There is one word that’s intertwined with so many of the things we’ve experienced in 2021: allyship, the 2021 Word of the Year according to Dictionary.com.

allyship (noun): the status or role of a person who advocates and actively works for the inclusion of a marginalized or politicized group in all areas of society, not as a member of that group but in solidarity with its struggle and point of view and under its leadership.

Dictionary.com states that  allyship carries a special distinction this year: It marks the first time we’ve chosen a word that’s new to our dictionary as our Word of the Year.

The addition of the word allyship to our dictionary in 2021—not to mention our decision to elevate it as our top word for the year—captures important ways the word continues to evolve in our language and reflects its increased prominence in our discourse.

Allyship acts as a powerful prism through which to view the defining events and experiences of 2021—and, crucially, how the public processed them. It also serves as a compelling throughline for much of our lexicographical, editorial, and educational work across Dictionary.com and Thesaurus.com this year.

Other words in Dictionary.com’s Word of the Year shortlist include critical race theory, burnout, and vaccine, all of which speak to important aspects of 2021 in their own distinct ways.

The word allyship combines the noun ally, “a person who advocates for or supports a marginalized or politicized group but is not a member of the group,” and ship, a noun-forming suffix here denoting “status, condition.”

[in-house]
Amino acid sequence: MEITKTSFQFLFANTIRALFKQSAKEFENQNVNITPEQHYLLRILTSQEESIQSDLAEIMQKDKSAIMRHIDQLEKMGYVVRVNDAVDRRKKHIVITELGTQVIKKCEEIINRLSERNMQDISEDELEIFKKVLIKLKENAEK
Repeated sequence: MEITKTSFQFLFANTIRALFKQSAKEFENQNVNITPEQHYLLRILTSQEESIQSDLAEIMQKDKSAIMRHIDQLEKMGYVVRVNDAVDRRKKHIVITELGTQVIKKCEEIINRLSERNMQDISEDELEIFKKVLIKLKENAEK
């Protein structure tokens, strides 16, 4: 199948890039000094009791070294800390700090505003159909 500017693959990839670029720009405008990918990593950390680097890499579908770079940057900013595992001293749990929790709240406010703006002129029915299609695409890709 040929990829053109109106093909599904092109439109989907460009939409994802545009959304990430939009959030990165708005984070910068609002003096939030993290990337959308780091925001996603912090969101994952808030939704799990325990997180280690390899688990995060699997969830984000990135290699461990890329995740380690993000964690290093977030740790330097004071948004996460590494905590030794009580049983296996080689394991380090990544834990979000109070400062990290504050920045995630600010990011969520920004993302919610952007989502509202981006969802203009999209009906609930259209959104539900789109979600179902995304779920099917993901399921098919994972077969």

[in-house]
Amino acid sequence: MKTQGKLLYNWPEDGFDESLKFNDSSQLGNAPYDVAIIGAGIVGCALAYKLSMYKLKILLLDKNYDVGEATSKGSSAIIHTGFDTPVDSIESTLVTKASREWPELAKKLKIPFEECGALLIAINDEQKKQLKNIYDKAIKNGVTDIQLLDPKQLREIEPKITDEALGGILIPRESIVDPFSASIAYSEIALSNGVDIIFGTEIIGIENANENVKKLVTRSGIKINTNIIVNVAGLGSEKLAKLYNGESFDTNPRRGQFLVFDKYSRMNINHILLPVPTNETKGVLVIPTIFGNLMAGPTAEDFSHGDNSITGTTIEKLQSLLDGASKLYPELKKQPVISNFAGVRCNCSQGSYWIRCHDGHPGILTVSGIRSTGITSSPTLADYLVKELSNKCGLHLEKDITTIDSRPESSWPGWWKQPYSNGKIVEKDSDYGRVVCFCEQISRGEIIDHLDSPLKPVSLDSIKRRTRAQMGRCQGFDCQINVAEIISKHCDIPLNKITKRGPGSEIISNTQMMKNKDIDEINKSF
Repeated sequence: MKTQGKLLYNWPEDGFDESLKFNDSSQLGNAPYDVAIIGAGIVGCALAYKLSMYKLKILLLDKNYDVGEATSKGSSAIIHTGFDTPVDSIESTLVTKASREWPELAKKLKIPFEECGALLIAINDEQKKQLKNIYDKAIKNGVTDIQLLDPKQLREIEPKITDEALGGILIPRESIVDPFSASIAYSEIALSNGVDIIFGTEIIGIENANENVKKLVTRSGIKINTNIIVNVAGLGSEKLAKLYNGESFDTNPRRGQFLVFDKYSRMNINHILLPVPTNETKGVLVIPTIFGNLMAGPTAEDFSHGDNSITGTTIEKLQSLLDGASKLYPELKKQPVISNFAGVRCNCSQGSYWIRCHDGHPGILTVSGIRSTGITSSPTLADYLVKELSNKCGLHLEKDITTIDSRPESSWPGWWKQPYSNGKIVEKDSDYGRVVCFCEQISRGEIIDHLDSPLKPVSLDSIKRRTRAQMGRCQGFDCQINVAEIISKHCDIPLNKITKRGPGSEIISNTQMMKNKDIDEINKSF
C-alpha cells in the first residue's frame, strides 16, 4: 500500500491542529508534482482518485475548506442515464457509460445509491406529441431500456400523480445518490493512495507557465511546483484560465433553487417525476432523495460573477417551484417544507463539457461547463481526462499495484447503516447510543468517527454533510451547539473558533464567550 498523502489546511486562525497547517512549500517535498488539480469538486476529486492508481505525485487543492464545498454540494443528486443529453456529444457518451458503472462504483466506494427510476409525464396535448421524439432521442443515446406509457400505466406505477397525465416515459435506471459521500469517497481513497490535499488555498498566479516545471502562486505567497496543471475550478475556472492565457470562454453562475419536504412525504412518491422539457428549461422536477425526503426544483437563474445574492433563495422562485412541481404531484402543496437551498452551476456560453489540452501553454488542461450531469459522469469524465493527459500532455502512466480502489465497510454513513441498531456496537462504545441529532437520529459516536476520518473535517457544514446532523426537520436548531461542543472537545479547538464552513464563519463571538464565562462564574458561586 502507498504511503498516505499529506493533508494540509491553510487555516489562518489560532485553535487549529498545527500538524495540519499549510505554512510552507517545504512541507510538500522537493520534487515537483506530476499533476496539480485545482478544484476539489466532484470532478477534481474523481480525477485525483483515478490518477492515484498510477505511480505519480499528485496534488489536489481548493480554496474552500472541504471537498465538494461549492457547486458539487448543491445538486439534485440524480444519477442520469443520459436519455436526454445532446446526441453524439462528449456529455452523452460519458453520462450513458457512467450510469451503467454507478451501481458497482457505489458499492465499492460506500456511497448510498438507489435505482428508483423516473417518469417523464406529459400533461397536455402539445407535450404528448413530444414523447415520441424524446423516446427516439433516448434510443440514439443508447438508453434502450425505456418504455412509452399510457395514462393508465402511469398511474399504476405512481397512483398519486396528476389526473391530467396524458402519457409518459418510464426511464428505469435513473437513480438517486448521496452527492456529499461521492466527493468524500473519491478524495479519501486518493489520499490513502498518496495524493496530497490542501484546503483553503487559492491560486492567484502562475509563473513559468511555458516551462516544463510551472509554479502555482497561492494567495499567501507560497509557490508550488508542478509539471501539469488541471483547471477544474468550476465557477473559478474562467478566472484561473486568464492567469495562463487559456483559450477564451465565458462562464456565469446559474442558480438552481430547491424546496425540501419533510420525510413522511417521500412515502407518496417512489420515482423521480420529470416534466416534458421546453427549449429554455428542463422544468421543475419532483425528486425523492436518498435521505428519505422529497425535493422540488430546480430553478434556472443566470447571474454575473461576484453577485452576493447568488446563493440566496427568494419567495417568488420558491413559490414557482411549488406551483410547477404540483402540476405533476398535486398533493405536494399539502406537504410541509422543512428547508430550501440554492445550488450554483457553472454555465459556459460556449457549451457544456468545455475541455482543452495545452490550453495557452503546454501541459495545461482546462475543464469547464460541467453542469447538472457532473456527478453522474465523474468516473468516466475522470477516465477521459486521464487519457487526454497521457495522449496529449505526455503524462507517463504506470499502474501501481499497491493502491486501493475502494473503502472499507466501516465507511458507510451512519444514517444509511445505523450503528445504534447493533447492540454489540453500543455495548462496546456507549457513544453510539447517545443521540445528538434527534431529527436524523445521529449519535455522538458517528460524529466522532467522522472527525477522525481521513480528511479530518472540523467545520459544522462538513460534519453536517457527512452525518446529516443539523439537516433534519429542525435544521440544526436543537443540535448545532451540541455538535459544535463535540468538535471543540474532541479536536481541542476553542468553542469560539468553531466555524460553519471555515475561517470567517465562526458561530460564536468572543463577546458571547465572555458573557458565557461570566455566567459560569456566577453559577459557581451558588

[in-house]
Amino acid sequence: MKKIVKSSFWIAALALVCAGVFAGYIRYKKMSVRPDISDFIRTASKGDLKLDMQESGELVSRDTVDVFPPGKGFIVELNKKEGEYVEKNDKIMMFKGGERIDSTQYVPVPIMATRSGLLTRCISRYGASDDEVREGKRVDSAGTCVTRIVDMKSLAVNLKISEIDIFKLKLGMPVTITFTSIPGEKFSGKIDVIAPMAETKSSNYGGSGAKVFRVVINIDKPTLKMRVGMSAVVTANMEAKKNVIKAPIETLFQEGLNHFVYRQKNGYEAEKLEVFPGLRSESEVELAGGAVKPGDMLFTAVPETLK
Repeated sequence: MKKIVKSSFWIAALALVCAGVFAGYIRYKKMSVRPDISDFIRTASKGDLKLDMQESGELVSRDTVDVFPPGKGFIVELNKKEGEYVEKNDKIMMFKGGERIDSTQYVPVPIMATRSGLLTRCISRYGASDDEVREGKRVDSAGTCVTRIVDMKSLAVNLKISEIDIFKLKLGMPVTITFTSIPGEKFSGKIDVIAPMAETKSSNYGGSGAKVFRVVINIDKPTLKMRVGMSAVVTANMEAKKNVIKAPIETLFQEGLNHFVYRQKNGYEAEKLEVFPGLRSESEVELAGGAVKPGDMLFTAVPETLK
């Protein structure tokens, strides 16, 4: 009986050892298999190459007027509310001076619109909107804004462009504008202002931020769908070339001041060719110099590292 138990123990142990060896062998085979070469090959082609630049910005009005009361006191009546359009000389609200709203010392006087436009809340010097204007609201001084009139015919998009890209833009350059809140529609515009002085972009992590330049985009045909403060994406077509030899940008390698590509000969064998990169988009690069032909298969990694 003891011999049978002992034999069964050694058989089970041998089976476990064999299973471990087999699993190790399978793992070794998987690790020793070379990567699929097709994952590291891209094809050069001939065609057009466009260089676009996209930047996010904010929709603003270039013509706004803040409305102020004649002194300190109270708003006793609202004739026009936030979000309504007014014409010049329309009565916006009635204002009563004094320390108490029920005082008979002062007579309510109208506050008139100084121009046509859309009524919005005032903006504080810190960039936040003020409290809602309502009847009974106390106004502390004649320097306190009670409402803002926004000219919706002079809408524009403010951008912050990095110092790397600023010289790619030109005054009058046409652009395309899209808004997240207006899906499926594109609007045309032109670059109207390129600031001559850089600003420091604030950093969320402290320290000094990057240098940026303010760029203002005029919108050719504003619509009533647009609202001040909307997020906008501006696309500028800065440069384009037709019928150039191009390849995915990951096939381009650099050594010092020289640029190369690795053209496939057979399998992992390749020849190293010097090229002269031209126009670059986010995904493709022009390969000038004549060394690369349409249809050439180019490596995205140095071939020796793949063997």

This specific sense of the word ally is, notably, one Dictionary.com also updated this year. Developing out of the word’s general meaning of “supporter,” the application of ally in contexts of social justice is first evidenced as early as the 1940s in an article by Albert W. Hamilton on “allies on the front of racial justice” for Black people. The article, notably, features the term white allies, which has proliferated ever since. Another now-common term, straight allies—non-LGBTQ+ supporters of the LGBTQ+ community—dates back to at least the 1970s.

While the word allyship dates back to the mid-1800s, the word ally itself is much older in the English language. It’s first recorded around 1250–1300, ultimately coming into French from the Latin alligāre, “to bind together, combine, unite,” which is in turn based on ligāre, “to bind.” This Latin verb is the source of many other English words, including alloy, league, ligament, obligation, religion, and rely.

While newly added to our dictionary this year, allyship is, of course, not a new word in the English language. It’s first attested around 1850 in a broader sense of “the relationship or status of persons, groups, or nations associating and cooperating with one another for a common cause.” Its primary meaning today—when a person who is not a member of a marginalized group works for its inclusion in society—spread in the 1990s.

But use of the word allyship skyrocketed in the past 15 years. In fact, since 2011, frequency of the word, according to Dictionary.com’s data analyses from various corpora (big, searchable collections of texts), has surged an average of over 700%, including a steep rise in 2020 that continued into 2021. The word ally itself landed within the top 850 of the many thousands of search terms that led people to Dictionary.com this year.

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